Egypt’s property market surprisingly resilient
Last Updated: October 01, 2015
Following President Abdel Fattah el-Sisi’s election in June 2014 there is new found confidence, despite the ongoing Islamic insurgency in Sinai and several terrorist attacks.
The announcement of the mega real estate project Cairo Capital elicited criticisms of unrealism, but the proof of the pudding will be in the eating.
Further boosting the market is Law 17/2015, ratified by President el-Sisi, which, apart from removing the last remaining restrictions on foreign ownership of land and property in Egypt, introduced rules allowing the government, the biggest landowner in Egypt, to contribute land to the private sector as part of public-private partnership schemes against a share of the revenue.
With an equity share of the profits from joint projects with the private sector, the government now becomes the country's largest property developer.
“This is very positive for the industry,” says Ahmed Badrawi, managing director of real estate developer Sodic. “Essentially, they are becoming partners with a share of the top line. It is a very new thing. We are now bidding for 900 acres in two plots under [this] new system of revenue sharing.”
He says Sodic reported its strongest earnings ever in 2014, and is sitting on a “healthy amount of cash for expansion”.
The average sales price of apartments in New Cairo rose by 8% during the year to the second quarter of 2015, and by 1% compared to the previous quarter. Villa sales prices however declined 7% y-o-y.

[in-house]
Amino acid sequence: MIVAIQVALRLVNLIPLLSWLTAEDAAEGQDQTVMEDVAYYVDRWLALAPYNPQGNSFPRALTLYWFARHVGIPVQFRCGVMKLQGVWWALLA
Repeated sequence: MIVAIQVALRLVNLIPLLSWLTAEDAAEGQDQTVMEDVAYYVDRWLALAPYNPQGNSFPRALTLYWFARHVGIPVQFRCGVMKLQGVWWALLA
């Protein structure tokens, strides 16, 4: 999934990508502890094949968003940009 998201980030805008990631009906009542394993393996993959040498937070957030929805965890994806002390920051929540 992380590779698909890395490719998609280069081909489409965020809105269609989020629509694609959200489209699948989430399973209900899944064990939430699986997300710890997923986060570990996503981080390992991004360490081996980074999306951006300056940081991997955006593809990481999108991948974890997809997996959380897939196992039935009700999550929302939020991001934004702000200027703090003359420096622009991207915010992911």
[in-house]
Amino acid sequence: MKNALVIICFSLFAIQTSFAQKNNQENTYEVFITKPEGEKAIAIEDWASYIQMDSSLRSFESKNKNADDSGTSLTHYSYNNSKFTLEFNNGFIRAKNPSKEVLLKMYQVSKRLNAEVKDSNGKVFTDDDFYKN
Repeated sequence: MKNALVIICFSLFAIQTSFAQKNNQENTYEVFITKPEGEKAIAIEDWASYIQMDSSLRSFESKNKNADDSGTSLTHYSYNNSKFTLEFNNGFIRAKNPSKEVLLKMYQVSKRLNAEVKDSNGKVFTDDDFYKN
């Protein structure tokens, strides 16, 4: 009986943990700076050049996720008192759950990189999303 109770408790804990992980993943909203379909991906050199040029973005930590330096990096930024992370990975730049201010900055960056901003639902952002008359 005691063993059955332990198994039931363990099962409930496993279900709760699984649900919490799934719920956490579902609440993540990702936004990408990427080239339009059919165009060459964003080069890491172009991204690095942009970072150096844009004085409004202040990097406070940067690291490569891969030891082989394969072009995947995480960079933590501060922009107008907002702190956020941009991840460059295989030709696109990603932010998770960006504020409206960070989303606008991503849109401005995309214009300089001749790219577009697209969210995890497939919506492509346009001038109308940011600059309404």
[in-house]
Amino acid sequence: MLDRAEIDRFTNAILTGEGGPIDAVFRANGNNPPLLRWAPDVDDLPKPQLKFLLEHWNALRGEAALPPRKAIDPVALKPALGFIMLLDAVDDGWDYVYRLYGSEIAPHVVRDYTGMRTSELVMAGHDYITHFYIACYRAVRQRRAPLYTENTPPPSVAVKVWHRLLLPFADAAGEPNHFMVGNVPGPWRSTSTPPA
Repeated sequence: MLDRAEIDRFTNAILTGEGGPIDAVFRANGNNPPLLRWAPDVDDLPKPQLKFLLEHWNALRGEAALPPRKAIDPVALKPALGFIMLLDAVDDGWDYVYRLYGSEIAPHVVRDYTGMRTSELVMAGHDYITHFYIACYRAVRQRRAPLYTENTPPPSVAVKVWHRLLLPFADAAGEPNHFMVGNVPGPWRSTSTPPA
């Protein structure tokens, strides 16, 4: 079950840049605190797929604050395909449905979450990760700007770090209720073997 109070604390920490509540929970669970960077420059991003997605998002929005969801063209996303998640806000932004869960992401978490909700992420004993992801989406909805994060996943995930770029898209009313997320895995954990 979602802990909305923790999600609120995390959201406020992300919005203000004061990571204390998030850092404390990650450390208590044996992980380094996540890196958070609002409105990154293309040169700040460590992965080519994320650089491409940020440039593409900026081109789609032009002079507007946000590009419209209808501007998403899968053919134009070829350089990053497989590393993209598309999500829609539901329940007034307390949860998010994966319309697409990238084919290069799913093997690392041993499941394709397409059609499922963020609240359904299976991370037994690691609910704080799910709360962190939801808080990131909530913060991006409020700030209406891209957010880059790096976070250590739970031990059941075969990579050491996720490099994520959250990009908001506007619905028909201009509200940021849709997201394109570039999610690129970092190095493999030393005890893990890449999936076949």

In 6th of October City, the average sales price of apartments rose 26% y-o-y in Q2 2015. Likewise, villa sales prices rose 23% year-on-year.
Egypt: real estate market relatively unscathed by revolution
Rental rates are bottoming out in the residential real estate market of Cairo, according to Jones Lang LaSalle’s latest real estate report. The rental market seems to be reaching its lowest point and sooner or later, rental growth will start accelerating. In fact our figures already showed some growth, with a rise in rent demanded of around 10% from last year. The average rent per sq. m. ranges from USD 7 to USD 9 per month, whereas last year, it was around USD 6 to USD 8 per sq. m. per month.
The average buying price per square metre (sq. m.) of apartments in Cairo’s upscale neighborhoods remained more or less unchanged during the year to August 2012. Apartments in Maadi, Zamalek, among others, cost around USD 1,000 per sq. m.
A great majority of the apartments in our survey are located in Cairo’s old rich neighborhoods such as Maadi and Zamalek, though quite a few were located in the nouveau rich neighborhoods like Katameya Heights and El Rehab City.
Some of the neighborhoods to watch out for are in New Cairo. New Cairo is a part of the Beit Al Watan Project of the Ministry of Housing which provides 8,000 land plots (with sizes ranging from 300 to 800 sq m).
The apartments in our survey are listed on Egypt’s popular real estate websites like e-dar. In Egypt, it is a common practice among realtors to not archive old ads in their website. Ads listed as early as 2004 still appear on websites. Although we took extra proper care to include only apartments listed in 2012, we still have doubts about the veracity of the information on some of these ads.
Expats looking for apartments prefer direct methods rather than using realtors. One of the most popular methods is going to the American University in Cairo to look for apartment ads. Another one is going directly to the residential building of choice, and ask the bowab or the doorman for vacancies.
Moderate taxes in Egypt
Rental Income: Rental income earned by nonresidents is taxed at progressive income tax rates. The maximum deduction allowed to cover operating expenses is 50% of the gross rent.